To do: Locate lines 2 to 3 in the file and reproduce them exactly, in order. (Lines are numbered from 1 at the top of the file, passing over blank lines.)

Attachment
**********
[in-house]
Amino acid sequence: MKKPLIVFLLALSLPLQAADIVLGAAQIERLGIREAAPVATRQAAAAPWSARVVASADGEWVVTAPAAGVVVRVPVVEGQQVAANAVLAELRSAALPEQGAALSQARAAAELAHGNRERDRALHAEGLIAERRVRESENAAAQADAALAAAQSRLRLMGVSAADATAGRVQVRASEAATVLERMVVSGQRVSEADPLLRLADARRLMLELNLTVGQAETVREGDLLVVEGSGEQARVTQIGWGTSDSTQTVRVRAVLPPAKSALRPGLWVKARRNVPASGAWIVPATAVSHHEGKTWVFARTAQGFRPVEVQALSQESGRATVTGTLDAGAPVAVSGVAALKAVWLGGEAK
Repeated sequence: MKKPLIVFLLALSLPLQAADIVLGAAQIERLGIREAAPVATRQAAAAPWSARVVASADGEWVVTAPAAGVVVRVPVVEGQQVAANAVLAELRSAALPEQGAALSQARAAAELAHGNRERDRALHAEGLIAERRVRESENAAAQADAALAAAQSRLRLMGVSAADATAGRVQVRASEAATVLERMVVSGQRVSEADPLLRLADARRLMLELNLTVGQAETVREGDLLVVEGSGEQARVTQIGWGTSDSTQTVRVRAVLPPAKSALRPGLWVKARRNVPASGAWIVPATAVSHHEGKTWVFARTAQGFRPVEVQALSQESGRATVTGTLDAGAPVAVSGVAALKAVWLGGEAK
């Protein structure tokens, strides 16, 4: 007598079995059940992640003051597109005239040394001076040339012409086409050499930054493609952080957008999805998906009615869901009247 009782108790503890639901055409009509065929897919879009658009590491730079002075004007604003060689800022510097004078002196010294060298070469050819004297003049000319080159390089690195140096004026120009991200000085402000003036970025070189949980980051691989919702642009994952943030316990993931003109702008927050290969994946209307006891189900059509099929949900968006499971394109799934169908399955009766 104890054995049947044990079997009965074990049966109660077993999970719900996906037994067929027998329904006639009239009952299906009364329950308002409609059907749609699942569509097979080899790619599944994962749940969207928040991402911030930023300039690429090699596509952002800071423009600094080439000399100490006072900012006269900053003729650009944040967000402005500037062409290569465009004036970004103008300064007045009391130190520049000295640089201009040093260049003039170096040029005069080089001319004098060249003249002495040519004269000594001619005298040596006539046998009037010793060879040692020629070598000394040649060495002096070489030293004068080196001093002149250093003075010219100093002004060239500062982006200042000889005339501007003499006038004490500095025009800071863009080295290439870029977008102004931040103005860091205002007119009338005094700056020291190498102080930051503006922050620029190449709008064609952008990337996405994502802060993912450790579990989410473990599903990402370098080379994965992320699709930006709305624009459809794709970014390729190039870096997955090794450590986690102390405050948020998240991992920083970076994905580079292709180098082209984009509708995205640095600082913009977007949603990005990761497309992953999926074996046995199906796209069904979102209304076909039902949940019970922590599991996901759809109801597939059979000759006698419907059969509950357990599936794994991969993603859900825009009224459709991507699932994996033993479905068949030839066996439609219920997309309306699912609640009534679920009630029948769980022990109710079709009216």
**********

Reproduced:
Amino acid sequence: MKKPLIVFLLALSLPLQAADIVLGAAQIERLGIREAAPVATRQAAAAPWSARVVASADGEWVVTAPAAGVVVRVPVVEGQQVAANAVLAELRSAALPEQGAALSQARAAAELAHGNRERDRALHAEGLIAERRVRESENAAAQADAALAAAQSRLRLMGVSAADATAGRVQVRASEAATVLERMVVSGQRVSEADPLLRLADARRLMLELNLTVGQAETVREGDLLVVEGSGEQARVTQIGWGTSDSTQTVRVRAVLPPAKSALRPGLWVKARRNVPASGAWIVPATAVSHHEGKTWVFARTAQGFRPVEVQALSQESGRATVTGTLDAGAPVAVSGVAALKAVWLGGEAK
Repeated sequence: MKKPLIVFLLALSLPLQAADIVLGAAQIERLGIREAAPVATRQAAAAPWSARVVASADGEWVVTAPAAGVVVRVPVVEGQQVAANAVLAELRSAALPEQGAALSQARAAAELAHGNRERDRALHAEGLIAERRVRESENAAAQADAALAAAQSRLRLMGVSAADATAGRVQVRASEAATVLERMVVSGQRVSEADPLLRLADARRLMLELNLTVGQAETVREGDLLVVEGSGEQARVTQIGWGTSDSTQTVRVRAVLPPAKSALRPGLWVKARRNVPASGAWIVPATAVSHHEGKTWVFARTAQGFRPVEVQALSQESGRATVTGTLDAGAPVAVSGVAALKAVWLGGEAK